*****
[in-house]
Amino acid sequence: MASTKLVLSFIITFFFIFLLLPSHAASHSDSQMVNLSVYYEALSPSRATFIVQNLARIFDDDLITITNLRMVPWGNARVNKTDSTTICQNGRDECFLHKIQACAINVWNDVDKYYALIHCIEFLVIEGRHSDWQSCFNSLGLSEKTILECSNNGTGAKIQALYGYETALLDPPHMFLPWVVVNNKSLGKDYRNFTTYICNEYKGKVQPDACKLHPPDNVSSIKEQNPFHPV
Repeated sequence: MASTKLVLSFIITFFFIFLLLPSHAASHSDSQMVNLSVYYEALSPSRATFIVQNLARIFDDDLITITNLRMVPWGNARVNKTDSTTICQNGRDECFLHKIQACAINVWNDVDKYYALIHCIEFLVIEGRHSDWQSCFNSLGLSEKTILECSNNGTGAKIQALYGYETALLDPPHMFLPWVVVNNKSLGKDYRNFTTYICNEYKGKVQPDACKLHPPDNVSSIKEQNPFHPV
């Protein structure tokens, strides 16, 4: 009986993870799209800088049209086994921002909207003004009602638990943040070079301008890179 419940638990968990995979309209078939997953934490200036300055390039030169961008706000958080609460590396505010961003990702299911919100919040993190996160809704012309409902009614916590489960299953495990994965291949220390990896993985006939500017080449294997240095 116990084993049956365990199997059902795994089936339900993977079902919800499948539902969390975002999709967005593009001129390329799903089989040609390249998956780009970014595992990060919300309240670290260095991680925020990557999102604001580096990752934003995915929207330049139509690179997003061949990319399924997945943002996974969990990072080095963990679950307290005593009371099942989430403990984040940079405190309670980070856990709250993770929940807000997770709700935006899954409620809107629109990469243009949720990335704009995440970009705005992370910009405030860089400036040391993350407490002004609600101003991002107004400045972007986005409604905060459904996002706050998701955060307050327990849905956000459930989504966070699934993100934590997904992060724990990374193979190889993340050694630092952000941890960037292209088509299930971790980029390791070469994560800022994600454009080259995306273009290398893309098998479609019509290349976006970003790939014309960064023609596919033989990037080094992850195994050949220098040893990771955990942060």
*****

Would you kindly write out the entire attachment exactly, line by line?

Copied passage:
[in-house]
Amino acid sequence: MASTKLVLSFIITFFFIFLLLPSHAASHSDSQMVNLSVYYEALSPSRATFIVQNLARIFDDDLITITNLRMVPWGNARVNKTDSTTICQNGRDECFLHKIQACAINVWNDVDKYYALIHCIEFLVIEGRHSDWQSCFNSLGLSEKTILECSNNGTGAKIQALYGYETALLDPPHMFLPWVVVNNKSLGKDYRNFTTYICNEYKGKVQPDACKLHPPDNVSSIKEQNPFHPV
Repeated sequence: MASTKLVLSFIITFFFIFLLLPSHAASHSDSQMVNLSVYYEALSPSRATFIVQNLARIFDDDLITITNLRMVPWGNARVNKTDSTTICQNGRDECFLHKIQACAINVWNDVDKYYALIHCIEFLVIEGRHSDWQSCFNSLGLSEKTILECSNNGTGAKIQALYGYETALLDPPHMFLPWVVVNNKSLGKDYRNFTTYICNEYKGKVQPDACKLHPPDNVSSIKEQNPFHPV
């Protein structure tokens, strides 16, 4: 009986993870799209800088049209086994921002909207003004009602638990943040070079301008890179 419940638990968990995979309209078939997953934490200036300055390039030169961008706000958080609460590396505010961003990702299911919100919040993190996160809704012309409902009614916590489960299953495990994965291949220390990896993985006939500017080449294997240095 116990084993049956365990199997059902795994089936339900993977079902919800499948539902969390975002999709967005593009001129390329799903089989040609390249998956780009970014595992990060919300309240670290260095991680925020990557999102604001580096990752934003995915929207330049139509690179997003061949990319399924997945943002996974969990990072080095963990679950307290005593009371099942989430403990984040940079405190309670980070856990709250993770929940807000997770709700935006899954409620809107629109990469243009949720990335704009995440970009705005992370910009405030860089400036040391993350407490002004609600101003991002107004400045972007986005409604905060459904996002706050998701955060307050327990849905956000459930989504966070699934993100934590997904992060724990990374193979190889993340050694630092952000941890960037292209088509299930971790980029390791070469994560800022994600454009080259995306273009290398893309098998479609019509290349976006970003790939014309960064023609596919033989990037080094992850195994050949220098040893990771955990942060």